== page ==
Skeinforge vs. Slic3r: Other Considerations
While the ability to manipulate settings is the most crucial factor when comparing Skeinforge vs. Slic3r (or any slicing software, for that matter), there are some essential considerations unique to each of these products that the user must look at before making a selection.
Both Skeinforge and Slic3r are free, open-source software options that are available with most 3D printing packages. They both have more than enough features to satisfy all types of printing enthusiasts, so it is unlikely that you will ever need to upgrade to a for-pay option when selecting one of these free programs.
The most powerful slicing software is of little utility if it does not work with your computer or 3D printer. Fortunately, both Skeinforge and Slic3r are compatible with all major computer operating systems, such as Windows, Mac, and Linux, and 3D printer types, including SLA, FDM, and DLP.
It is always worth double-checking compatibility based on your specific set-up before downloading either software. Still, you should feel confident that either of these programs will be compatible with what you are working with.
These programs have been around for a long time and have been used successfully by many 3D printers.
Slic3r dates back to 2011 and has seen regular updates and improvements rolled out over the years. Skeinforge was one of the earliest slicing software products on the market, dating back even earlier than Slic3r. It rolled out concurrently with the RepRap project, making it one of the earliest players in the retail 3D printing market.
As favorites in the slicing software sphere, both products have many advantages:
While the features available in each make them strong choices for intermediate and advanced users, consumers agree that the stock settings in Slic3r make it possible to install the software and get to printing, making it preferable for beginners who have little experience in adjusting settings.
In addition, as one of the most popular and established programs on the market, many upgrades in the 3D printing field, in general, are made with compatibility with Slic3r in mind.
Skeinforge boasts many of the same advantages as Slic3r, with its partnership with the RepRap project (an initiative to make self-producing 3D printers, leading to broader adoption by retail consumers) one of its strongest calling cards.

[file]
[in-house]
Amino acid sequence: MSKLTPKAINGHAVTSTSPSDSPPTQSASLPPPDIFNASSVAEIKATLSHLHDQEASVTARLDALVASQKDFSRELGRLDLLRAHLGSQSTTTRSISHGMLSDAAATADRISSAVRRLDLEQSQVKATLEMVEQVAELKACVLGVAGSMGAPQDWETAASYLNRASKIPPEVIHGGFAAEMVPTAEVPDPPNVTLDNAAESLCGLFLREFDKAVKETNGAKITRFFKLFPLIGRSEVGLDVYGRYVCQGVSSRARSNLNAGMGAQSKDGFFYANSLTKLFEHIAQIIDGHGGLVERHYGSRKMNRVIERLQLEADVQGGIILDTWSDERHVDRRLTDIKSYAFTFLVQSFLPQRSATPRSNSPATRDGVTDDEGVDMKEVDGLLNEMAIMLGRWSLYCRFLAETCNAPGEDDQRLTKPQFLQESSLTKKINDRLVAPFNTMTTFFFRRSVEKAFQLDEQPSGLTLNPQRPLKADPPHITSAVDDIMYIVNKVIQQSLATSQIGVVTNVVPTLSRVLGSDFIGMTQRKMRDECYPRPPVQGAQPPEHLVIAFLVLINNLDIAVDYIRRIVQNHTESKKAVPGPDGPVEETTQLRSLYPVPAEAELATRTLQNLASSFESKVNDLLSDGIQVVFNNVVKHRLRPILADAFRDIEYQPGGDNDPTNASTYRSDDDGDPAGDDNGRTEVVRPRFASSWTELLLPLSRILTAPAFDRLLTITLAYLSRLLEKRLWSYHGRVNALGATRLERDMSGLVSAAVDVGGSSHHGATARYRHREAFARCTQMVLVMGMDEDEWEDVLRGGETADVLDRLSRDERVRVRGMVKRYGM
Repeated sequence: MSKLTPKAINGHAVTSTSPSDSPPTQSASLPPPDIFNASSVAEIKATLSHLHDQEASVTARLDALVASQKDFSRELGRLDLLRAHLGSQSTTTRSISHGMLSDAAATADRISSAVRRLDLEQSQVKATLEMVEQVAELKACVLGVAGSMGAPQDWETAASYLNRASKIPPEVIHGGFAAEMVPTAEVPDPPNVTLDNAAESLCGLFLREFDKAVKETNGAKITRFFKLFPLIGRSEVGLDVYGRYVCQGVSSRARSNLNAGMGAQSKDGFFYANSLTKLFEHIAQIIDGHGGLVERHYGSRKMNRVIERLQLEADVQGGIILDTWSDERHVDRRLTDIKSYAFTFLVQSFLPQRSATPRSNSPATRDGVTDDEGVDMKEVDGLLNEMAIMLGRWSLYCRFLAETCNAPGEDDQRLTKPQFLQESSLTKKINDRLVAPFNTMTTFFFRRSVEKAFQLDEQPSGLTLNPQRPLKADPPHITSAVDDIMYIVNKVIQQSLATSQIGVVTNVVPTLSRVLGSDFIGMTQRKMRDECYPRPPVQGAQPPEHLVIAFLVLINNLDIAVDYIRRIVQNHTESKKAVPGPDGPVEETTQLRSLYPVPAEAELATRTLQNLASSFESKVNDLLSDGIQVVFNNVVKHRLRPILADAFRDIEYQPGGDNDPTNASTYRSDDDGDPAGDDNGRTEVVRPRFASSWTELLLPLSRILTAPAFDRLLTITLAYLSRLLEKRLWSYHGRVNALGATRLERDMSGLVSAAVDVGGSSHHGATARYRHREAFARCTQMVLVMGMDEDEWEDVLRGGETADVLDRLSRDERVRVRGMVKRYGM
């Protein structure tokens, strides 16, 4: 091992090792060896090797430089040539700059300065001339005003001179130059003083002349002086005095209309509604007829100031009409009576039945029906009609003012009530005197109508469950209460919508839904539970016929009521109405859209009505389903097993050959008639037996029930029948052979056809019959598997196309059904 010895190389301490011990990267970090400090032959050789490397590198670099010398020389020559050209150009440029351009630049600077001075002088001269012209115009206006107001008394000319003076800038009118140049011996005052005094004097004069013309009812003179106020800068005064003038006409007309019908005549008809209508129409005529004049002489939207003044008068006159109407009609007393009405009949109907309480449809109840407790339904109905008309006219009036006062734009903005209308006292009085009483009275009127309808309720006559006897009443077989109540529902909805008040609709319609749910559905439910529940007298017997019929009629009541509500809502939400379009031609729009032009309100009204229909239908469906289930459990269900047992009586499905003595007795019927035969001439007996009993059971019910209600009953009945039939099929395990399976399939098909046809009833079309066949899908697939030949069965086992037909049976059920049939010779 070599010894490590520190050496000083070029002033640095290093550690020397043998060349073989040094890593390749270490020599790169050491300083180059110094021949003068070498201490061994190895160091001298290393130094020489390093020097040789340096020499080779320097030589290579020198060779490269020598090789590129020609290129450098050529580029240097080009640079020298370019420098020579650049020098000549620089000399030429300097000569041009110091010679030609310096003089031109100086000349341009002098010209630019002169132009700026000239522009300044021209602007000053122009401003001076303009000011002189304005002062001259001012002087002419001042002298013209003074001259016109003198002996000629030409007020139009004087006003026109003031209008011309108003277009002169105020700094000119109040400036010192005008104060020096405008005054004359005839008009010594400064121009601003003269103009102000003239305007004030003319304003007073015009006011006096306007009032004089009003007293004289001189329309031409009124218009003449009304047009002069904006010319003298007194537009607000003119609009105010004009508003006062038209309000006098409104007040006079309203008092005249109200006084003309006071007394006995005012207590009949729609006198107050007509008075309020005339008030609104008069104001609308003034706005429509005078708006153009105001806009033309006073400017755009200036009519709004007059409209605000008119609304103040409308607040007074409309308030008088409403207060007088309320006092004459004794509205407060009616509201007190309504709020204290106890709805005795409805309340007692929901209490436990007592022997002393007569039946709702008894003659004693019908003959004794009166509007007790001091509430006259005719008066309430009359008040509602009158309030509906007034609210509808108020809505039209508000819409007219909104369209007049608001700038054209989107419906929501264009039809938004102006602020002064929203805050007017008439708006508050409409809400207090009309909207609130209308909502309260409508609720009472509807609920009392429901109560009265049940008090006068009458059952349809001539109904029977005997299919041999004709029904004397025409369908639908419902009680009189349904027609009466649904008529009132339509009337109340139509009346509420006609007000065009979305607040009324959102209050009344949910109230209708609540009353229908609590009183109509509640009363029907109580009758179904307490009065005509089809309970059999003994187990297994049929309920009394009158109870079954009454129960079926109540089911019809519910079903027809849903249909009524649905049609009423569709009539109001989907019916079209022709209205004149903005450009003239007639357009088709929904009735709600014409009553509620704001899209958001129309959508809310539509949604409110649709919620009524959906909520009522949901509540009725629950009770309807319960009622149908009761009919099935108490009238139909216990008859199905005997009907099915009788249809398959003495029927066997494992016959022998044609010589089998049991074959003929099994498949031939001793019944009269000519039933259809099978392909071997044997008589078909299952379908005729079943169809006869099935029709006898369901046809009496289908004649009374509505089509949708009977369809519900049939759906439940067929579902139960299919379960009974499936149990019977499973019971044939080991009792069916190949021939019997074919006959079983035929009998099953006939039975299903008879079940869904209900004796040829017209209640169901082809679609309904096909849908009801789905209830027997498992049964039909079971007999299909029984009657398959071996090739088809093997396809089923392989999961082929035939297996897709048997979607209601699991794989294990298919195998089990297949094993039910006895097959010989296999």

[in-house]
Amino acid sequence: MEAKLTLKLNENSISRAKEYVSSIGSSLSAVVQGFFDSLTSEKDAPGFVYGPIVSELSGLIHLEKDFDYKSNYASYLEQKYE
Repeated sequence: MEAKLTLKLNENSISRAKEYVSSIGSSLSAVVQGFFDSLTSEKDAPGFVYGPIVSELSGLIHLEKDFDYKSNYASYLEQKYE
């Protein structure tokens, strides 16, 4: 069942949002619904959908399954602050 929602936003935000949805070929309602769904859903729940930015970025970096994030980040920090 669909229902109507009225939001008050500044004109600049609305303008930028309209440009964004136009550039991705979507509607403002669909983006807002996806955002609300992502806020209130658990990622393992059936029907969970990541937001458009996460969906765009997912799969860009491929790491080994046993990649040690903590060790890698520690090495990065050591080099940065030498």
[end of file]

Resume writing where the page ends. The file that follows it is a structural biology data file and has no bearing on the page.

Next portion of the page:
Its high degree of features, settings, and customizability make it one of the best options on the market for making intricate prints and is a favorite software among professional 3D printers.
You will be hard-pressed to find any significant complaints about either of these software options. However, both programs, even the less-complex Slic3r, can be intimidating for beginners. The plethora of settings, buttons, and drop-down menus can confuse people who are not exactly sure what they are doing.
Some users have noted that when using Slic3r, the print times and material estimates can be slightly inaccurate. This can lead to users waiting longer than expected for a print to be completed and the possibility of running out of filament in the middle of a print.
As far as Skeinforge, some users have reported being unhappy with the stock settings. This has led to unexpected blobbing and gaps in finalized objects.
While the Skeinforge community recommends specific settings adjustments to eradicate these problems, the settings interface for Skeinforge can be truly intimidating for the novice, with the series of adjustments necessary to get the settings where they need to be more than what the average user would like to work through.
When printing a 3D object, it is necessary to turn digital 3D models into a set of G-code instructions for the printer to follow. This conversion requires the use of slicing software.
While many slicing software options are available on the contemporary market, Skeinforge and Slic3r are two of the most universally used. Each program is free, compatible with nearly every computer and 3D printer, and has a host of other strong points, making the final decision largely a matter of personal preference. However, if you are looking for software that allows you to install and get to printing, Slic3r is the better choice. At the same time, Skeinforge will be preferable for more sophisticated users who want to make specific adjustments to settings when converting files to G-code.